Bury St Edmunds is also in line for around £2.3m for a package of sustainable transport measures for cycling walking and public transport in the town.
• LOWESTOFT COLLEGE
Planning permission to demolish the old technology department to make way for a new engineering, catering and hospitality block was granted in March.
Richard Perkins, chairman of the Lowestoft College Corporation, said he was delighted with the news £10m of funding had been granted. The building will incorporate a simulated process engineering plant, where students can gain experience with machinery used by local industries, including food packaging and manufacturing and offshore energy generation. It will also include a training restaurant and a new public restaurant.
• COLLEGE OF WEST ANGLIA
A new science and technology skills and training facility will be built at the College of West Anglia with the help of £6.5m from the Local Growth Fund.
The new 2,000sq m centre in King’s Lynn will provide higher level education and training in areas such as science, technology and management.
It will include 14 digital classrooms, a 120-seat multi-media lecture, offices and social space. It aims to address the skills and employment gap in Fenland and West Norfolk.
• WISBECH RAIL LINK
The long-awaited re-opening of Wisbech railway station took a step closer with the announcement of £500,000 which will go towards work to look at reopening the line between the town and March.
The money, which will be available in April 2015, is for two feasibility studies, which could see transport improvements on both road and rail in Fenland.
The first £250,000 is for a detailed engineering study, known as a GRIP 2 study, which will determine how Network Rail can deliver the project to re-open Wisbech railway station and re-instate the rail link between Wisbech and March. The other is for detailed feasibility work into dualling the Wisbech to Guyhirn stretch of the A47.
• COSTESSEY FAST-TRACK
Developer Taylor Wimpey will be loaned £2.1m by the government to fast-track its 495-home Lodge Farm development.
The cash will also see a new school site, community centre and sports facilities built. Planning permission has already been given for the scheme, but the cash means that a much larger proportion of infrastructure on the site can be completed. Costessey and Easton have been earmarked for 1,000 new homes under the Greater Norwich Development Partnership (GNDP) core strategy – a blueprint for future development in Norfolk. It would be the second part of the Lodge Farm development.
• BECCLES RELIEF ROAD
Work on the Beccles southern relief road will start in 2015 after the government has put forward £2m towards the £7m scheme.
The long-discussed project took a major step forward last year after Suffolk County Council held a consultation, and decided to fund the scheme.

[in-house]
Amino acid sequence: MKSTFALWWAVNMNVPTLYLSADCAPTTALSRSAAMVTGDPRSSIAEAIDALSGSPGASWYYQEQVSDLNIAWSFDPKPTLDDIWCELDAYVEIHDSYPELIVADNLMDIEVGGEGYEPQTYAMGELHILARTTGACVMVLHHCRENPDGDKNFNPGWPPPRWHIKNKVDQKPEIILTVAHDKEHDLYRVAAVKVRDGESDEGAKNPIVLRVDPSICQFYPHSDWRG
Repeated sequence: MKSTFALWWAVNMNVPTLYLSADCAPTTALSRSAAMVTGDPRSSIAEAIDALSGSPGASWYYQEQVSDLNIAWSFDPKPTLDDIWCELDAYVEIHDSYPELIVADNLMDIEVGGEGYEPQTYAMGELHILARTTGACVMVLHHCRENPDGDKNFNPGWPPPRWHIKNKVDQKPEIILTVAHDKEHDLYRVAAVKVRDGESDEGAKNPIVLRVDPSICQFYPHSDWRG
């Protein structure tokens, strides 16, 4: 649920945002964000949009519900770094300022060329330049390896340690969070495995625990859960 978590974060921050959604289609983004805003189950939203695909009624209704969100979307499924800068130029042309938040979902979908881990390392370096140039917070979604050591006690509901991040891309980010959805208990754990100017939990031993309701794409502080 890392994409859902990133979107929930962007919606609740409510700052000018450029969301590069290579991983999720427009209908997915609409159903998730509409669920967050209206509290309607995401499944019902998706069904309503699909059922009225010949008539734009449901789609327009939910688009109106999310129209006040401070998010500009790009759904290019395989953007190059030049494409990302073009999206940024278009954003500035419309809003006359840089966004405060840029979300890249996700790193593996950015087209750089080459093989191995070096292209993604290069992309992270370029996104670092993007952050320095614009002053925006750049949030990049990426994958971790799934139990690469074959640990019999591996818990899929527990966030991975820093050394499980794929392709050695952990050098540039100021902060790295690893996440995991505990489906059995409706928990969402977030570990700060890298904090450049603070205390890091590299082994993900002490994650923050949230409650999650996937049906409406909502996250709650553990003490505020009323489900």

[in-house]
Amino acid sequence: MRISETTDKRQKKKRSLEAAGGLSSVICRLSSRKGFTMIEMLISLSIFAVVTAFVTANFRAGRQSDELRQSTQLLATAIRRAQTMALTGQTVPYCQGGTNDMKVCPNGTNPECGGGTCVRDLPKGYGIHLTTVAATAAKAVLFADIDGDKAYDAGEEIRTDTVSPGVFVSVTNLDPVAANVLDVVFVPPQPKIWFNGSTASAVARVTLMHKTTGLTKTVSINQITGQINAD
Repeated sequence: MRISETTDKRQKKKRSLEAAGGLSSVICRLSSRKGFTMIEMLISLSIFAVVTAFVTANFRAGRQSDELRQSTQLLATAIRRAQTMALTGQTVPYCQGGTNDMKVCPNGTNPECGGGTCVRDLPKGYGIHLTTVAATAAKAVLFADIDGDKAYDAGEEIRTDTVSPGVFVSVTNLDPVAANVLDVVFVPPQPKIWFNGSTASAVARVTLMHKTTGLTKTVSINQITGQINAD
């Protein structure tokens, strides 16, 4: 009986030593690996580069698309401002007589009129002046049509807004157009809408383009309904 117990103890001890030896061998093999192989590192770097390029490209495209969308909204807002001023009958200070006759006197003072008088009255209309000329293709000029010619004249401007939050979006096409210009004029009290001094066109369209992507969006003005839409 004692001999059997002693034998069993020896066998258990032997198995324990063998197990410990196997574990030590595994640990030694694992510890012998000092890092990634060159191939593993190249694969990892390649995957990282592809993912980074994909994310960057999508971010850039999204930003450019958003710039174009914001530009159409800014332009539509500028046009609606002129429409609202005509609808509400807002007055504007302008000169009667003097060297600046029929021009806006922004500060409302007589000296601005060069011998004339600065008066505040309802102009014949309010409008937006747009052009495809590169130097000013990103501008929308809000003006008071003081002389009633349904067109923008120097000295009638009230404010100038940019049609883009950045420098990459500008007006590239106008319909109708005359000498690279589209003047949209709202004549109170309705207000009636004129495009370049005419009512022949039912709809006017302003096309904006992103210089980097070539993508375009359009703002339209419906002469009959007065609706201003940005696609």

The announcement that the Beccles Relief Road is to receive £2m from the Local Enterprise Partnership will be celebrated by many people in the town.
The new road will link the A146 Norwich to Lowestoft Road with the A145 and A12 Ipswich road which means traffic will not have to travel along the narrow roads in Beccles town centre, left.
The new road will also carry traffic heading for Ellough Industrial Estate and give a boost to the local economy.
Supporters of the scheme, which is being backed by Beccles Town Council, include Suffolk County Council leader Mark Bee, who lives in the town, and Waveney MP Peter Aldous. Mr Aldous said: “My view on a southern relief road is that it is a very good, worthwhile, value for money project.”
• BURY ST EDMUNDS RELIEF ROAD
A relief road to the east of Bury St Edmunds is expected to see the town’s business park expand and new homes and a school built.
The government has pledged £5.7m towards the £15m scheme, which leaders claim could see national businesses re-locate to the Suffolk Business Park.
It will also allow 500 new homes to be built in the town and a new secondary school and community football project started.
St Edmundsbury Borough Council aims to award the contract for the road construction before May next year. John Griffiths, leader of St Edmundsbury Borough Council, said: “There is still a long way to go but this project will help create an abundance of jobs, investment and prosperity for our area, to be enjoyed by our children, and generations to come.” . It is estimated that the total project will bring an estimated £275m of investment into the area.
• OTHER FUNDING
Haverhill Research Park: £1m to help build a new “Epicentre” innovation centre focusing on local strengths of advanced manufacturing and life sciences.
Growing Business Fund: £12m to extend a funding scheme for small & medium sized businesses until 2020
New Anglia Growth Hub: £350,000 to extend the business support service until 2016
Growing Places Fund: £10m to extend the existing fund to kick-start investment in homes and business capital infrastructure.